Remove the word ‘Promoter’ from corporate dictionary
At the University of Sydney, I had the privilege of serving as the President of the University of Sydney Union (USU). USU was a AUD 21 Million revenue grossing organisation at the time, in-charge of most of the retail and student experiences on campus.
As President, I was Chair of the Board of Directors primarily in-charge of governance of the organisation. The Board of Directors employed a CEO who was responsible for running of the organisation. I learnt about good corporate governance through this experience.
Although I started Langoor in Australia, we opened an office in India about a year in. I first heard the word promoter then. As Managing Director of Langoor at the time, the word promoter was used to describe me.
Later, in 2013, I moved on to be the Chairperson of the business and a fellow shareholder took over the CEO role. However very often procurement departments, banks, government officials, clients and other suppliers would often ask who the promoter of the business is. The reality is that there are many roles in our business to ensure quality governance – and that question, depending on the context can have different answers.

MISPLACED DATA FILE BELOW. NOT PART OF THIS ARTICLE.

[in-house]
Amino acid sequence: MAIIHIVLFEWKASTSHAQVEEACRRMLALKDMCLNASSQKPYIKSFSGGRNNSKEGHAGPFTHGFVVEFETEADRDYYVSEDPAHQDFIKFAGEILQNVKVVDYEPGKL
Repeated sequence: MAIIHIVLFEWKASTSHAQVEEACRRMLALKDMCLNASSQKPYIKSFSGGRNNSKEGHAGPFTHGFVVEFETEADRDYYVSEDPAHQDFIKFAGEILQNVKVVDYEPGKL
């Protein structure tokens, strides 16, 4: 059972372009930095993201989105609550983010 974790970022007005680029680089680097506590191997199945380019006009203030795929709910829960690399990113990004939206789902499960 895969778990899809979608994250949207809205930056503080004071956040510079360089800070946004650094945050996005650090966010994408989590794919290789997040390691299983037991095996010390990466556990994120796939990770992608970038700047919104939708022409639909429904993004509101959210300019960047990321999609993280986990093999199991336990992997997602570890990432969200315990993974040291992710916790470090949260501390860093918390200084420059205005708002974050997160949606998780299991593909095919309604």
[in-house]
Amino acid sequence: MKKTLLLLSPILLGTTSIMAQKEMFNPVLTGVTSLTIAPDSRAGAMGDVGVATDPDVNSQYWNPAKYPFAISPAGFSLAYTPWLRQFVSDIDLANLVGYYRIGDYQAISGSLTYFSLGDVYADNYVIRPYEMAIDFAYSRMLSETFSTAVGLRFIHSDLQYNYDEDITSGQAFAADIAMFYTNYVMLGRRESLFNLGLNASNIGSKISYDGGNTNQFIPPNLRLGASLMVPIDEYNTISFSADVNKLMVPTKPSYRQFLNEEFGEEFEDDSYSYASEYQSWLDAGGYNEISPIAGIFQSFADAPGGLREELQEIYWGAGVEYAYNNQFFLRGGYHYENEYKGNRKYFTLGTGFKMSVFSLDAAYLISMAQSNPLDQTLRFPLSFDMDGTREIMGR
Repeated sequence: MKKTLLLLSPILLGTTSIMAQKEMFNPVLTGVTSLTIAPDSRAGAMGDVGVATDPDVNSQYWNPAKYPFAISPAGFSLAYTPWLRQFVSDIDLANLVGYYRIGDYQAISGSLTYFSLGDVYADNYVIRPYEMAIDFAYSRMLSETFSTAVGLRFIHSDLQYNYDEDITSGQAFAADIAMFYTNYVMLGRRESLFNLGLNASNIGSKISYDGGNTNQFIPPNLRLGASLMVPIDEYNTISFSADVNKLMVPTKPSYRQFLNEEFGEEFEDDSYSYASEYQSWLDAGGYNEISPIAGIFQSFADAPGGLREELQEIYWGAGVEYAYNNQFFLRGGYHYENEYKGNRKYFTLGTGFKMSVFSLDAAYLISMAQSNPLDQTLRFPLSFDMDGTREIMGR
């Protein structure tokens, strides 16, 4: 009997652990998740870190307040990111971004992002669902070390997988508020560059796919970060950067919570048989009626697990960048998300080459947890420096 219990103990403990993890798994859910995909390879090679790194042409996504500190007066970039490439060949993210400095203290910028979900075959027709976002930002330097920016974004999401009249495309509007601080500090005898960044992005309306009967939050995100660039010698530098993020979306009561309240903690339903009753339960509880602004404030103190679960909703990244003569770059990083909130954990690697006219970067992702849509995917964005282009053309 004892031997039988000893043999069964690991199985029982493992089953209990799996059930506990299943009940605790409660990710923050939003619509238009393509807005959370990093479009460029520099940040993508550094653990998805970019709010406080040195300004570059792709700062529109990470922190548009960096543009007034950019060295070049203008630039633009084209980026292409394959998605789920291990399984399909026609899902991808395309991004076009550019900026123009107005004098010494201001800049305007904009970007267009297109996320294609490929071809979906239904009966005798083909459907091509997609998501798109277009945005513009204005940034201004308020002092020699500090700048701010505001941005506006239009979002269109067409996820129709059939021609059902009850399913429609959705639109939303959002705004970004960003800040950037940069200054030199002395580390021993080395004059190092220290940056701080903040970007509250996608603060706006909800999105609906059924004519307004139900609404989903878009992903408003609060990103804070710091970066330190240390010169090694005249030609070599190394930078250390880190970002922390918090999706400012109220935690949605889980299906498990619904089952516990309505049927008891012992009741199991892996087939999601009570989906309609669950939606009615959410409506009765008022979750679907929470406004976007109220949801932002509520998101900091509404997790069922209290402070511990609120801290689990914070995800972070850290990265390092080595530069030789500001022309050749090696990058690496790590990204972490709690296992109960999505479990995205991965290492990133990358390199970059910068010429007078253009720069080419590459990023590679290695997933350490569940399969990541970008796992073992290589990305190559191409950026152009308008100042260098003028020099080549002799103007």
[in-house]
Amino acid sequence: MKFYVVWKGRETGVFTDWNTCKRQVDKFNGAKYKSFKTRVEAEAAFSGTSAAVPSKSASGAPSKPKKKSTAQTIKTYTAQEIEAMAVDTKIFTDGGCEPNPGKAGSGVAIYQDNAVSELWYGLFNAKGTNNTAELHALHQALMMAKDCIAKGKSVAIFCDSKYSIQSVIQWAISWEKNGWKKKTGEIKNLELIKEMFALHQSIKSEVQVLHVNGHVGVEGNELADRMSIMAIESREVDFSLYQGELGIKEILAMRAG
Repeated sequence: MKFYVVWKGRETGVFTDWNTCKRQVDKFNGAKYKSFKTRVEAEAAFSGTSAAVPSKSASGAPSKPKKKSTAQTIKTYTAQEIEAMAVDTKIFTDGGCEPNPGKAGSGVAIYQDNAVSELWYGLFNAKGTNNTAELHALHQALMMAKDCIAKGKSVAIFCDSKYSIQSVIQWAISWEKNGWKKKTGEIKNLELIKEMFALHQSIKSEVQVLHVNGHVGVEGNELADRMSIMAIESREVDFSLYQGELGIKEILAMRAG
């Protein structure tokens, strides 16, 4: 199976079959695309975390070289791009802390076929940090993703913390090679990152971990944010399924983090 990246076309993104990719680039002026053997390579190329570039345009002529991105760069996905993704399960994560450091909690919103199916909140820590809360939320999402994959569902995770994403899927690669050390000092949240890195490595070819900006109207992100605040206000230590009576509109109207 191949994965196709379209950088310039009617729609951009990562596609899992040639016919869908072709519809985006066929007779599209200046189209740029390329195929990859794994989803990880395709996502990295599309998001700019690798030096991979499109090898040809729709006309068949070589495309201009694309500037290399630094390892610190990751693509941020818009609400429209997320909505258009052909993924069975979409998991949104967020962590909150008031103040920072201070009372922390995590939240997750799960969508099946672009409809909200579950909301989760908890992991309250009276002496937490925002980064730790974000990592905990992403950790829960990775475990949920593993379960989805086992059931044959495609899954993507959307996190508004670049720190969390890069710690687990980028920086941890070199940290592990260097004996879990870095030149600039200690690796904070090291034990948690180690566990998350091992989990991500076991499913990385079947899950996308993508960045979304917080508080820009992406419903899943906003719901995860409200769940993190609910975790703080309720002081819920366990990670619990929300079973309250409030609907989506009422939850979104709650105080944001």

The word promoter is used interchangeably for founders, majority shareholders, CEO and the chairperson. The word assumes that one person (or family) is responsible for all the key roles in that business. This is completely to the detriment of good corporate governance. Good business governance requires a combination of a CEO, a Board and senior leadership which all serve their respective roles. These roles together drive quality growth, impact and achieve the outcomes that the organisation is trying to achieve.
While there are exceptions, Corporate India really needs to understand the difference between ownership and management. In a well-run business, the owner may not necessarily be the best manager and vice-versa. They may too – but the point is owners and managers should regularly reflect the role they are playing in the business. The title they carry should also help articulate the role they are playing in the organisation. That clarity allows the freedom as well as accountability necessary to run a business.
Instead, in a promoter-oriented mind set the ecosystem relies or cares about only one leader. The reality today is for good businesses you want a range of these roles to work together. If corporate governance has to genuinely improve in our country, not merely for government compliance, but to actually benefit a business we need to move away from using the word promoter and start recognising people for the respective roles they serve.
The article originally appeared in Economic Times here.